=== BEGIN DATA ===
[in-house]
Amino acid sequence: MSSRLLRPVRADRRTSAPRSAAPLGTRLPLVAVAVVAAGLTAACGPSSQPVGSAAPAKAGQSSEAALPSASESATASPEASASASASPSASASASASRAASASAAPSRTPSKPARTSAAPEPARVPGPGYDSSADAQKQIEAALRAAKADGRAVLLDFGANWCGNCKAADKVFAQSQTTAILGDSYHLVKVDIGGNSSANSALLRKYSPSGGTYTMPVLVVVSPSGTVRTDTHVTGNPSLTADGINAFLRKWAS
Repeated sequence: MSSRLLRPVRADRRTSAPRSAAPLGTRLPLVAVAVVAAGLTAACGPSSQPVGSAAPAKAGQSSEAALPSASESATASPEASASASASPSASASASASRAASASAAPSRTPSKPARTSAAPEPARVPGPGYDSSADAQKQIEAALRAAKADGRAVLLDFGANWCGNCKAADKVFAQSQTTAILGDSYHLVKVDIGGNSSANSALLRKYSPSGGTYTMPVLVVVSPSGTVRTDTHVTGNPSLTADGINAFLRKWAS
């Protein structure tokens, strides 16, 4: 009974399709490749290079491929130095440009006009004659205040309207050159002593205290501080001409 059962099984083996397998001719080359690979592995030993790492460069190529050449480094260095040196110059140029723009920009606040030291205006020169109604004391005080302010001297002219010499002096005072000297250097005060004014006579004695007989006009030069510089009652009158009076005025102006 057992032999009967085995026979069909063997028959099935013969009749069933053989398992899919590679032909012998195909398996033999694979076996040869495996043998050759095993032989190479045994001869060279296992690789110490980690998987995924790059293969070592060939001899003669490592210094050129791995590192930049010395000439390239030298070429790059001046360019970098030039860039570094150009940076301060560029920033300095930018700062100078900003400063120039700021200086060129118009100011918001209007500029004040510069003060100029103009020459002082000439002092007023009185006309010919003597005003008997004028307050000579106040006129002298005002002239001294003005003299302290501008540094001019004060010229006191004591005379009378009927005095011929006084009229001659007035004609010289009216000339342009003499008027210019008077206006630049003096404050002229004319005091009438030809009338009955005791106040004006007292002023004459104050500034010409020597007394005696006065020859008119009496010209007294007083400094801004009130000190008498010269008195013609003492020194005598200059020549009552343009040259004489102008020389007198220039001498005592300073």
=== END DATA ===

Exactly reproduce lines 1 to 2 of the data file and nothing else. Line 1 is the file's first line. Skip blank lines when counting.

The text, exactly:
[in-house]
Amino acid sequence: MSSRLLRPVRADRRTSAPRSAAPLGTRLPLVAVAVVAAGLTAACGPSSQPVGSAAPAKAGQSSEAALPSASESATASPEASASASASPSASASASASRAASASAAPSRTPSKPARTSAAPEPARVPGPGYDSSADAQKQIEAALRAAKADGRAVLLDFGANWCGNCKAADKVFAQSQTTAILGDSYHLVKVDIGGNSSANSALLRKYSPSGGTYTMPVLVVVSPSGTVRTDTHVTGNPSLTADGINAFLRKWAS